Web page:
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Effects of compounds 1–9 on the TNFα-induced NF-κB luciferase reporter activity in HepG2 cells. Data were expressed as mean ± SD of at least three experiments performed in triplicate. Statistical significance is determined by one-way analysis of variance followed by Dunnett's multiple comparison test, P < 0.05 versus control.
PPARs transactivational activities of compounds1–9. EC50: the concentration of a tested compound that gave 50% of the maximal reporter activity
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aA compound was considered inactive with EC50 > 50 µM. The values were expressed as mean ± SD (n = 3)
PPARα, PPARβ(δ), and PPARγ transactivational activity of compounds3, 4, 6. Ciprofibrate, L-165041, and rosiglitazone were used as positive controls for PPARα, PPAR β(δ), and PPARγ, respectively
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PPARα, PPARβ(δ), and PPARγ transactivational activity of compounds 3, 4, 6. Ciprofibrate, L-165041, and rosiglitazone were used as positive controls for PPARα, PPAR β(δ), and PPARγ, respectively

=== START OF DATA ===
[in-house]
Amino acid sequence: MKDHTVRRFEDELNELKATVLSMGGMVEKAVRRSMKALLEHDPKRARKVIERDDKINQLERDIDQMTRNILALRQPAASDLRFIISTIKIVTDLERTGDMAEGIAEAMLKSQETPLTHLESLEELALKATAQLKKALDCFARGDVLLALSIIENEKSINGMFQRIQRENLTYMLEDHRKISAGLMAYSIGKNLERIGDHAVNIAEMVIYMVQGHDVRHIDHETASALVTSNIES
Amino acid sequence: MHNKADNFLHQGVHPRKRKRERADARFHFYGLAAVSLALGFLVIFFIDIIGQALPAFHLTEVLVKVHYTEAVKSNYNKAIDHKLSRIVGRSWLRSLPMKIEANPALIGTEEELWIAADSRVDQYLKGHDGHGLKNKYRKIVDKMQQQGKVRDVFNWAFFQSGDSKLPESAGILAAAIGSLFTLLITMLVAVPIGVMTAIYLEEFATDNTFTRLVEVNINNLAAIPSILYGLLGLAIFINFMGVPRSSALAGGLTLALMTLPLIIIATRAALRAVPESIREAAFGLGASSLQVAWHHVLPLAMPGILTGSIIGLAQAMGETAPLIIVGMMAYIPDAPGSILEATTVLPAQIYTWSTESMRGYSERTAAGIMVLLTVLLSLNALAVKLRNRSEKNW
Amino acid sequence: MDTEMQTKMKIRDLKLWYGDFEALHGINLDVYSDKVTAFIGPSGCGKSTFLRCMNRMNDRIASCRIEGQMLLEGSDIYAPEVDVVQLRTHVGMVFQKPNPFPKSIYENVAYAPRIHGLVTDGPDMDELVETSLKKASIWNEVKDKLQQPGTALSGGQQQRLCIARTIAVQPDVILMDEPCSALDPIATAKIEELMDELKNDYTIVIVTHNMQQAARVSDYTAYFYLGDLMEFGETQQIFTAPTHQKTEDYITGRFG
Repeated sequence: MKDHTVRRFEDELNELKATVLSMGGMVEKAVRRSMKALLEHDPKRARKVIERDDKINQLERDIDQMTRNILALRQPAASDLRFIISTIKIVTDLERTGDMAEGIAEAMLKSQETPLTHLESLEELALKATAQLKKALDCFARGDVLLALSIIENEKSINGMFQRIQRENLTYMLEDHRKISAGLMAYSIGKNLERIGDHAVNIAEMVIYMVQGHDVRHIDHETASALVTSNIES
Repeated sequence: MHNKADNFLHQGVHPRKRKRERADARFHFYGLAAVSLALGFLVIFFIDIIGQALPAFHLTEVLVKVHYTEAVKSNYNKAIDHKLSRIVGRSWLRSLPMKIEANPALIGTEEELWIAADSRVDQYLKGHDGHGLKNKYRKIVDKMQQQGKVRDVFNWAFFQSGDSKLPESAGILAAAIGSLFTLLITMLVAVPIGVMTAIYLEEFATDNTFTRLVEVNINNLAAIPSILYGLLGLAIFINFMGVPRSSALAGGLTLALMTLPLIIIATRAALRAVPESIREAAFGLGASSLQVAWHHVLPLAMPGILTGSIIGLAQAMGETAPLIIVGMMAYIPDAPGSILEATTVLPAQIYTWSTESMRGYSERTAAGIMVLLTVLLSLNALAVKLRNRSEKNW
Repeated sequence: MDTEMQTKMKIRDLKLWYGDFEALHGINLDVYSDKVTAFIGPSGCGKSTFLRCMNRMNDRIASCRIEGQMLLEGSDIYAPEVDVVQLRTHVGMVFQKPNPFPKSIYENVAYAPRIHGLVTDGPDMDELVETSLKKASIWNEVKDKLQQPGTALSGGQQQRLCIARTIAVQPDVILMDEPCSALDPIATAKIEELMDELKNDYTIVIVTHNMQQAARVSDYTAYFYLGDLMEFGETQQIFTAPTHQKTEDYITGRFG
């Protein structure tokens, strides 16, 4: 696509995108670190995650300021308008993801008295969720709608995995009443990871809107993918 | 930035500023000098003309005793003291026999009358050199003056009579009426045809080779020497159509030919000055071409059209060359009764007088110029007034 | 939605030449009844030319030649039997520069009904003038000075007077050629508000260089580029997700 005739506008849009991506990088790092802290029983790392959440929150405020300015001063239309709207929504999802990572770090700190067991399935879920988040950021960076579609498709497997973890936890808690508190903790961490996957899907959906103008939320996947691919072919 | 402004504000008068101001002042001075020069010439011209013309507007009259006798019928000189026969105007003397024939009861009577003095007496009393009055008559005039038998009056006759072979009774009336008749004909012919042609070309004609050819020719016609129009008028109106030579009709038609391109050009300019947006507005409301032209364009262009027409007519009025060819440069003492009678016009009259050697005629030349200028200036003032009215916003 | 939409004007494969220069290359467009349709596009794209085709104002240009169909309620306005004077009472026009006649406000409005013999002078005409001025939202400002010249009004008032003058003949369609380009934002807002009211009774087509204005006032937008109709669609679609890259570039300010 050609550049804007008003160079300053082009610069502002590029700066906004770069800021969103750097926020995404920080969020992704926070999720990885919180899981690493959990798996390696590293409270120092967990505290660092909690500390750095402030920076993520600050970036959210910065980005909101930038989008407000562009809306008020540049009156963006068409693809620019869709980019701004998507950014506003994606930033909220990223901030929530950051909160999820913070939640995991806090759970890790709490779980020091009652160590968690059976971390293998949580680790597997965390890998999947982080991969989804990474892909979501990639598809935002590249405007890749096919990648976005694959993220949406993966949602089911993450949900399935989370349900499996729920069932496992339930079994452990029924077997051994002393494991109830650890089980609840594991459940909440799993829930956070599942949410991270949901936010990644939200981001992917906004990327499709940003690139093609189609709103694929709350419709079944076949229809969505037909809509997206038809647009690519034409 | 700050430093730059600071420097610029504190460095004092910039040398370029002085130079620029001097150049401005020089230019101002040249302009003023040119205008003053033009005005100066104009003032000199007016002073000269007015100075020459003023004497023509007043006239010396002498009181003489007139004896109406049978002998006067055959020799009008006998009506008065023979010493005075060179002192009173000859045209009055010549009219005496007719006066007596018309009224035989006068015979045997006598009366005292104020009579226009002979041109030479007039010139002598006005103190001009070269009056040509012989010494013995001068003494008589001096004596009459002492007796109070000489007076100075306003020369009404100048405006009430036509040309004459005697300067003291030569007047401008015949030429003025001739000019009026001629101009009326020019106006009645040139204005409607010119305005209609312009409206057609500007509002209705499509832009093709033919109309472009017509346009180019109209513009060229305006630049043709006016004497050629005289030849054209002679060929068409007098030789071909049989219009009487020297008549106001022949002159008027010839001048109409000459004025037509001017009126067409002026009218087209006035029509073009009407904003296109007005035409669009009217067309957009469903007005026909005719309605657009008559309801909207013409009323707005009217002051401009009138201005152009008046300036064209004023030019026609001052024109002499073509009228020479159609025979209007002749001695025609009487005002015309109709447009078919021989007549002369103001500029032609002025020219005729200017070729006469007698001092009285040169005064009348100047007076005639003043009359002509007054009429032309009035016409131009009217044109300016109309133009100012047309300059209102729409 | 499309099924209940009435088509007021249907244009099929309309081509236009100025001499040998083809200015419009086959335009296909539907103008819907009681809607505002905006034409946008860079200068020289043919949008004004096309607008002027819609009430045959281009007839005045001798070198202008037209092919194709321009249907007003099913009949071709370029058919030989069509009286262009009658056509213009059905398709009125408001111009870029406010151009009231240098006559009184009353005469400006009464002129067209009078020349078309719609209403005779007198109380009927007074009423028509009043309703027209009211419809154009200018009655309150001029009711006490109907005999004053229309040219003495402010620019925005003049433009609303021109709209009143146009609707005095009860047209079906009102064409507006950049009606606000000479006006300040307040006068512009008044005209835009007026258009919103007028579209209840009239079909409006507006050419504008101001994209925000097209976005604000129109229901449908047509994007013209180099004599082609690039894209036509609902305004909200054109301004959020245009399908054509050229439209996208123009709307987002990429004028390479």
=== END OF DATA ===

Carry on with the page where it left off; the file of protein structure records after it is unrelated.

Experimental
General Procedures. Optical rotations were determined using a Jasco DIP-370 automatic polarimeter. The FT-IR spectra were measured using a Jasco Report-100 infrared spectrometer. The NMR spectra were recorded using a JEOL ECA 600 spectrometer ( 1 H, 600 MHz; 13 C, 150 MHz). Highresolution electrospray ionization mass spectra (HR-ESIMS) were obtained using an Agilent 6530 Accurate-Mass QTOF LC/MS system. Column chromatography was performed using a silica gel (Kieselgel 60, 70-230, and 230-400 mesh, Merck, Darmstadt, Germany), YMC RP-18 resins, and thin layer chromatography (TLC) was performed using pre-coated silica-gel 60 F 254 and RP-18 F 254 S plates (both 0.25 mm, Merck, Darmstadt, Germany).